WILLMAR -- Every fall as families decorate porches and roofs with holiday lights, wads of tangled up strings of Christmas lights with burned out bulbs get thrown away. Instead of lighting up the neighborhood, miles of holiday lights end up buried in the landfill.
A new recycling program that kicks off Monday in Kandiyohi County, however, will help keep Christmas green and provide jobs to individuals with disabilities.
Area businesses and organizations are teaming up with West Central Industries, Ace Hardware stores and the Kandiyohi County Household Hazardous Waste and Recycling Program in the "Recycle Your Holidays" program. The effort was launched last year in the metro area and generated 100,000 pounds of holiday lights that were recycled instead of being thrown away, far exceeding the 50,000-pound goal.
The free recycling program is expanding to rural counties.
Throwing holiday lights away isn't necessarily an environmental hazard issue, said Nathan Reinbold, the waste technician with Kandiyohi County. "It's a resource issue."
Recycling Christmas lights means they're "not thrown in the landfill forever," he said.
The program also provides jobs for WCI clients who will remove the bulbs, which will be recycled for the glass. The workers will also untangle the electrical strings, cut them into 10-foot long sections, pack them into Gaylord bulk boxes and sell them to a company that removes and recycles the copper.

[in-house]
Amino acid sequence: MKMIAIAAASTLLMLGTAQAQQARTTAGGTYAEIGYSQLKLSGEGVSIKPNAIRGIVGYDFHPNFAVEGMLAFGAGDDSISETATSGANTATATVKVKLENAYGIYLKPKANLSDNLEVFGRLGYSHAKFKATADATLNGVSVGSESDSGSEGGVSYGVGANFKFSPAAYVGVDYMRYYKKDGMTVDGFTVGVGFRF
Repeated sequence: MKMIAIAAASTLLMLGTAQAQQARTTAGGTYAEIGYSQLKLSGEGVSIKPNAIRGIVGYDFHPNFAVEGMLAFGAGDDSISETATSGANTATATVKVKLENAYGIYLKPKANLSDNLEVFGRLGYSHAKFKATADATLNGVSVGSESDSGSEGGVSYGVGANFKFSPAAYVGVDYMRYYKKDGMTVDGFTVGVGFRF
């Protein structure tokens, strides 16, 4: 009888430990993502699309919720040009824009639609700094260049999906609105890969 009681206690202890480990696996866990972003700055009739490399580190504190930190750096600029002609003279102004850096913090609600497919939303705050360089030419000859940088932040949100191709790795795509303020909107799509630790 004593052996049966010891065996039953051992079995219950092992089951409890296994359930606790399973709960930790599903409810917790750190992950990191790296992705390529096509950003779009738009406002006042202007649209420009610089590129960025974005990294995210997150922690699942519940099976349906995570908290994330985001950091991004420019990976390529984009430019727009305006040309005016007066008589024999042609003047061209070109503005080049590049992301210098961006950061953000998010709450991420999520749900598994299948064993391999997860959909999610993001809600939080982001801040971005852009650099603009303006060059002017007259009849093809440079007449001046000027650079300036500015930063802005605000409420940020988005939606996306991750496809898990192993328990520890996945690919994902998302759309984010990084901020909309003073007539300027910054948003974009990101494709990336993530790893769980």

Recycling holiday lights is expected to provide jobs for 37 WCI clients in the day training and rehabilitation program in Willmar, said executive director Charlie Oakes. It will help make up for job losses WCI has experienced from a slowdown in the economy.
Recycling holiday lights will allow people to provide needed jobs for WCI clients and "do what's right for the environment," Oakes said.
While people are recycling their traditional holiday lights, Reinbold encouraged people to consider purchasing LED holiday lights, which use less energy and lost longer.
The program kicks off Monday, which is Recycle America Day, said Reinbold, who is on the state recycling association board.
Old holiday lights can be placed in special recycling containers at the county's recycling center, at WCI and at a number of area businesses and public locations. Chippewa County will also be collecting old holiday lights and sending them to WCI.
Businesses are also encouraged to collect old lights from their own employees. WCI will pick up the lights upon request.
The program will continue "until people stop bringing them in," Oakes said.
Diane Maurice, manager of marketing and customer service with Kandiyohi Power Cooperative, said she is pleased there's now an opportunity to recycle Christmas lights rather than fill the landfill with recyclable materials.
"It's even more exciting to know that by doing this, you are aiding in providing jobs in our community," she said.
Similar items, like cell phone wires, extension cords and lamp cords, can also be tossed into the bins and recycled.
The Recycling Association of Minnesota also has an interactive map on its website -- www.recycleminnesota.org -- to find out where holiday lights can be recycled.